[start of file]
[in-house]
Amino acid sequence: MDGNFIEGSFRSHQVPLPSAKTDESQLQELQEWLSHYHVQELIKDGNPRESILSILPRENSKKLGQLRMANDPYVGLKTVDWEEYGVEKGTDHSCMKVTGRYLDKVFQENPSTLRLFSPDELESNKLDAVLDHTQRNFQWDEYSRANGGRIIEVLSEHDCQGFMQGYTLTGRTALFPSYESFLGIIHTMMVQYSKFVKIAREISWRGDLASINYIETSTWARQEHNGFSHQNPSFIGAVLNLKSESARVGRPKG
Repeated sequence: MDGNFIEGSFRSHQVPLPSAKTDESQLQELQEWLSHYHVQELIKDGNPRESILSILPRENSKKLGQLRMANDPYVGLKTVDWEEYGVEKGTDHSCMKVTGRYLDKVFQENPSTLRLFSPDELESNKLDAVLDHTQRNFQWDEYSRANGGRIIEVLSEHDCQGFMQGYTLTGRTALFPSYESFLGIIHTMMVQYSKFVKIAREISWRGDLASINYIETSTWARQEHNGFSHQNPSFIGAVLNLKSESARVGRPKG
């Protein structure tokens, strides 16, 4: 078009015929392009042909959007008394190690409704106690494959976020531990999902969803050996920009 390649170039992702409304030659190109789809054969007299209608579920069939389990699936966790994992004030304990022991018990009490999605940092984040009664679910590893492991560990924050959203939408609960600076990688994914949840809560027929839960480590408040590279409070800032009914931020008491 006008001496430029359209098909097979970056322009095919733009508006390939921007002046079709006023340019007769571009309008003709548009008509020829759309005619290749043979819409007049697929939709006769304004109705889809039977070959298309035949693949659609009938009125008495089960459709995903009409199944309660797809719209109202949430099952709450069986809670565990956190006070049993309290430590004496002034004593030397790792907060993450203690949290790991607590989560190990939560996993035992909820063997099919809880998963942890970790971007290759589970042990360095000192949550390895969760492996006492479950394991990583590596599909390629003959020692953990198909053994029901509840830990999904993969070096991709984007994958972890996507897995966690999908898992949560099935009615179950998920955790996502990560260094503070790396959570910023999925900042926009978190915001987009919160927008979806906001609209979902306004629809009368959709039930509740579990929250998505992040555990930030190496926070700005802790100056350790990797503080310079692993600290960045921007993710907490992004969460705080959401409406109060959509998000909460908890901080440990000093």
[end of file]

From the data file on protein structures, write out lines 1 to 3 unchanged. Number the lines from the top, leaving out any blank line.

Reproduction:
[in-house]
Amino acid sequence: MDGNFIEGSFRSHQVPLPSAKTDESQLQELQEWLSHYHVQELIKDGNPRESILSILPRENSKKLGQLRMANDPYVGLKTVDWEEYGVEKGTDHSCMKVTGRYLDKVFQENPSTLRLFSPDELESNKLDAVLDHTQRNFQWDEYSRANGGRIIEVLSEHDCQGFMQGYTLTGRTALFPSYESFLGIIHTMMVQYSKFVKIAREISWRGDLASINYIETSTWARQEHNGFSHQNPSFIGAVLNLKSESARVGRPKG
Repeated sequence: MDGNFIEGSFRSHQVPLPSAKTDESQLQELQEWLSHYHVQELIKDGNPRESILSILPRENSKKLGQLRMANDPYVGLKTVDWEEYGVEKGTDHSCMKVTGRYLDKVFQENPSTLRLFSPDELESNKLDAVLDHTQRNFQWDEYSRANGGRIIEVLSEHDCQGFMQGYTLTGRTALFPSYESFLGIIHTMMVQYSKFVKIAREISWRGDLASINYIETSTWARQEHNGFSHQNPSFIGAVLNLKSESARVGRPKG